The Child and the Machine: How Computers Put Our Children's Education at Risk
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Titel: The Child and the Machine: How Computers Put...
Verlag: Steiner Books
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How Computers Put Our Children's Education at Risk
In Los Angeles, the Kittridge Street Elementary School eliminated its music program to hire a technology coordinator. A Virginia school turned its art room into a computer laboratory. In the United States, a record $6.5 billion was spent on educational technology for the 1998-99 school year, while funding for music, arts, and other specialty areas continues to shrink. Stubbornly, nearly every measure of our children's educational performance refuses to rise. Drawing from hundreds of school visits, studies, and expert interviews, The Child and the Machine paints a compelling picture of how our uncritical rush to use computers in schools has led to one of the most expensive and least helpful revolutions in the history of American education.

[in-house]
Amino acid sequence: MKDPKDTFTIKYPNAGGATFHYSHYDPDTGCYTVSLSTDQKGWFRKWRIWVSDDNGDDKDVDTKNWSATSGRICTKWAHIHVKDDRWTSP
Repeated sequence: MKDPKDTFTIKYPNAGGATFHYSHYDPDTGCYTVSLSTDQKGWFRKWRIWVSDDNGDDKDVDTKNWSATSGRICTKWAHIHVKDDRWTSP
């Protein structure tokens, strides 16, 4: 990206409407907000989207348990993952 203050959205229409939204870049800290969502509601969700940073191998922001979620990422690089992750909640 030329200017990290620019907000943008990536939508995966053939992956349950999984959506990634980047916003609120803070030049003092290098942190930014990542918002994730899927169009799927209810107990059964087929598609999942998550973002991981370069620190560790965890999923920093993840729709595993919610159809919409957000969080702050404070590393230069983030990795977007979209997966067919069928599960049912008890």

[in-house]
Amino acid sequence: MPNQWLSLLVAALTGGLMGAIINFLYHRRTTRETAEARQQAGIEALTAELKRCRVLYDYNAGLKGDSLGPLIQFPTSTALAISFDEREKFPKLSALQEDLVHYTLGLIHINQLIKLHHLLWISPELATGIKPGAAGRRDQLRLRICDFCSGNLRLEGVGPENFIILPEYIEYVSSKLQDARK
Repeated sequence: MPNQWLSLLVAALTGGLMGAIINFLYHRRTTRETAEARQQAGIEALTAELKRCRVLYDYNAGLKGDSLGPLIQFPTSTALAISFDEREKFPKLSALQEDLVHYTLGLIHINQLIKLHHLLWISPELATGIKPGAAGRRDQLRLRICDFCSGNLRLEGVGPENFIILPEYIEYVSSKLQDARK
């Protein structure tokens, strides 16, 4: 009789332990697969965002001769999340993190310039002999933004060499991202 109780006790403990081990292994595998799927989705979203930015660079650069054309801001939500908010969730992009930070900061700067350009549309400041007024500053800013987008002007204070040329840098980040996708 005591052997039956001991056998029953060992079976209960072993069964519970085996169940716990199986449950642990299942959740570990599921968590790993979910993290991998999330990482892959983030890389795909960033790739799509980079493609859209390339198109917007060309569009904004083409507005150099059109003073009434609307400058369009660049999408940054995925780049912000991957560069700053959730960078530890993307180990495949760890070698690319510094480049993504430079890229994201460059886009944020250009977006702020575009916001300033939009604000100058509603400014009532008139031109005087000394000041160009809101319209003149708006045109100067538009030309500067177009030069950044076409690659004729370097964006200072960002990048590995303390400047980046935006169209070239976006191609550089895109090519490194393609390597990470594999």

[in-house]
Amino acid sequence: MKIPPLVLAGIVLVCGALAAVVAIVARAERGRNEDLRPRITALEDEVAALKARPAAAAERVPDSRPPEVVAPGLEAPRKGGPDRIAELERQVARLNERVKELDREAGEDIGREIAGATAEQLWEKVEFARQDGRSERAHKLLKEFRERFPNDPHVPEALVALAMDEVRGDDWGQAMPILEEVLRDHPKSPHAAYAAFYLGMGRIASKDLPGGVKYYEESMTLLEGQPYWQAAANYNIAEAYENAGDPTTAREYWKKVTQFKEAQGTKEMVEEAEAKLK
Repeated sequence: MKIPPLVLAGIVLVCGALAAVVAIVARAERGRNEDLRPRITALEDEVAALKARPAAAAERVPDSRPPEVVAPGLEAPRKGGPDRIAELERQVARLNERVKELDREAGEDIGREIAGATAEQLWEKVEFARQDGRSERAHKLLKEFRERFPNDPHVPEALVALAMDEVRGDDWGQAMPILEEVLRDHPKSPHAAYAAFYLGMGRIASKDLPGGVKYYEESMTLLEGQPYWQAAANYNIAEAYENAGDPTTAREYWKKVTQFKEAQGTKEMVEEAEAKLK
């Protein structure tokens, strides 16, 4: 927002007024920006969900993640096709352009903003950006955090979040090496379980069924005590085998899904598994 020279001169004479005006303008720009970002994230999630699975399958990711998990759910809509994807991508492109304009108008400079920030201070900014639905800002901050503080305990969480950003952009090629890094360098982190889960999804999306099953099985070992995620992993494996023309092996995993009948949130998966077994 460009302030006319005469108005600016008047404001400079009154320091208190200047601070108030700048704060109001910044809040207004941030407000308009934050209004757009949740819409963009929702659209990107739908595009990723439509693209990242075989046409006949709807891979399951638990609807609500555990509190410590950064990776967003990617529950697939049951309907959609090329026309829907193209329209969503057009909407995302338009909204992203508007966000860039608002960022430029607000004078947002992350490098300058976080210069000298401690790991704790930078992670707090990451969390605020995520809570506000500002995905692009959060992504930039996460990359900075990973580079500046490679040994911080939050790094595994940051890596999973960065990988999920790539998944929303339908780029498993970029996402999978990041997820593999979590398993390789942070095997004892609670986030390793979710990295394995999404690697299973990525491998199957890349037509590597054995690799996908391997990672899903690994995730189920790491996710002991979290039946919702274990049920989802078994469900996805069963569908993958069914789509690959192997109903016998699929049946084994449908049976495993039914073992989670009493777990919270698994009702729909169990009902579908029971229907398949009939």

The number of computers in schools more than doubled during the 1990s, while government and corporate initiatives to wire schools for Net access has been aggressive. But how are computers affecting the way children experience school? The Child and the Machine offers one possible answer to that question. Authors Alison Armstrong and Charles Casement argue that "computers put our children's education at risk" by diverting funds from art, music, and other programs. What Armstrong lacks in scholarly or professional accreditation she makes up for in tenacity. A concerned mom's polemic, The Child and the Machine meets Armstrong's laudable goal of providing a framework for a "long overdue public discussion" about computers in elementary schools. Chapters about keyboarding, reading on-screen, using word-processor programs, and playing computer games are spiked with useful tidbits of educational theory. The importance of physical stimulation in children's learning is uppermost for Armstrong. Despite the computer's much-vaunted capacity to retrieve pages of information about ladybugs, for example, it is an inadequate substitute for holding the real thing in the palm of your hand. What's missing from Armstrong's account is sufficient attention to the role of parenting. Computers may indeed be a bland experiential diet for hungry young minds, but Armstrong's worry that computers are ruining children's appetite for other kinds of activity is unsupported. Still, The Child and the Machine views with healthy skepticism the benefits of the influx of computers in the elementary school classroom and will sharpen one's thinking on this vital subject. --Kathi Inman Berens
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